Horsehead cocaine smugglers jailed

Two men at the centre of New Zealand's biggest-ever cocaine bust have both received lengthy prison sentences.

Mexican Agustin Suarez-Juarez was sentenced to 19 years and 9 months behind bars with a minimum no parole period of almost 10 years. 

His co-accused, American Ronald Cook, was sentenced to 17 years and 9 months in prison and will need to serve at least 8 years and 10 months before being eligible for parole. 

The pair were arrested at Auckland Airport last year after authorities found 35 kilograms of cocaine inside a diamante encrusted horse head.

The drugs had a street value of $14 million.

Drug detector dogs sniffed out the cocaine-packed statue which arrived in New Zealand from Mexico via Hong Kong.

Thirty-five blocks of the drug were located inside, and removed before being replaced with replica packages.

Thirty-four were filled with flour and the 35th with polystyrene and an electronic tracking device.

The horse head was packed up and moved through customs as originally planned, but this time police were hot on its heels.

In summing up Justice Katz told the court "From that point onwards the sculpture and anyone in contact with it was under surveillance."

Police and customs tracked it to a storage unit in Onehunga, and then to a property in Te Atatu.

Suarez-Juarez and Cook arrived in the country after the drugs and were the ones who transported them to the west Auckland house.

Shortly after the pair left for the US and returned about a month later, this time to unpack the drugs and meet with a prospective buyer.

Covert recording devices at the Te Atatu property where the horse head was being stored recorded the men trying to cut into the sculpture with power tools.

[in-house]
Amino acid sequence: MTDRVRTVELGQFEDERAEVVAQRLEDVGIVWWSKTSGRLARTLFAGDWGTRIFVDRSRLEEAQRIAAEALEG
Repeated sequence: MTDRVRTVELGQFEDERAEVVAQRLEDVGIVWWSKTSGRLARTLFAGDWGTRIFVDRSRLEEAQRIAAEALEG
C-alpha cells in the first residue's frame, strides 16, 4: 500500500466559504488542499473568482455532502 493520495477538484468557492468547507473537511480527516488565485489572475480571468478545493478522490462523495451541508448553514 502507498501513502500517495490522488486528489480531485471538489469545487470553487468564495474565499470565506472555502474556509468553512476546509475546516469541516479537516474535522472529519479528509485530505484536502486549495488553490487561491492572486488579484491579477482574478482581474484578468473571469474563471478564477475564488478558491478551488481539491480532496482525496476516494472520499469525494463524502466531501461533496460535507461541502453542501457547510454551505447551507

"It was no easy task, even with an angle-grinder. They gave up and went to the local hardware store to purchase additional tools."

They removed five packages, and took them to a central Auckland hotel to complete the drug deal.

But in doing so the pair and the buyer located the tracking device.

"Once in the hotel room they examined the packages."

"The buyer thought they seemed a bit weird. Purely by coincidence one of the packages they took was the one in which police and customs placed the polystyrene block and the tracking device."

"All three men panicked at that point.

Suarez-Juarez and Cook immediately tried to flee the country but were arrested at Auckland Airport's departure lounge.

At trial the men claimed they believed they were involved in a money laundering operation, and that it was cash not drugs inside the horse head.

It was an explanation flatly rejected by the jury.

Justice Katz told the court Suarez-Juarez was the "senior operative" in New Zealand, responsible for overseeing the unpacking, and organising the cocaine's wholesale distribution.

"You were top on the tree in New Zealand".

Cook was described as Suarez-Juarez's "right hand man". His nickname was the "technician" tasked with logistical support on the ground.

"You were also tasked with translating for Suarez, and providing handyman skills key to extracting the cocaine from the sculpture."

Justice Katz described the men's offending as sophisticated, large-scale and well designed to avoid detection by NZ authorities.

"Each step was premeditated and well calculated. You were not mere mules or couriers, you were the New Zealand based organisers of the syndicate."

The court heard the men's sentences needed to act as a deterrant for others involved in serious drug offending.

"It's important New Zealand is not viewed as being a soft touch for the transit of illicit drugs, or as the ultimate destination for an importer."

The pair were both described as family men with "big hearts" in character references from family.

While Justice Katz wasn't entirely conviced by Suarez-Juarez's claim to a good character she did described Ronald Cook's arrest as a "one off catastrophic fall from grace".


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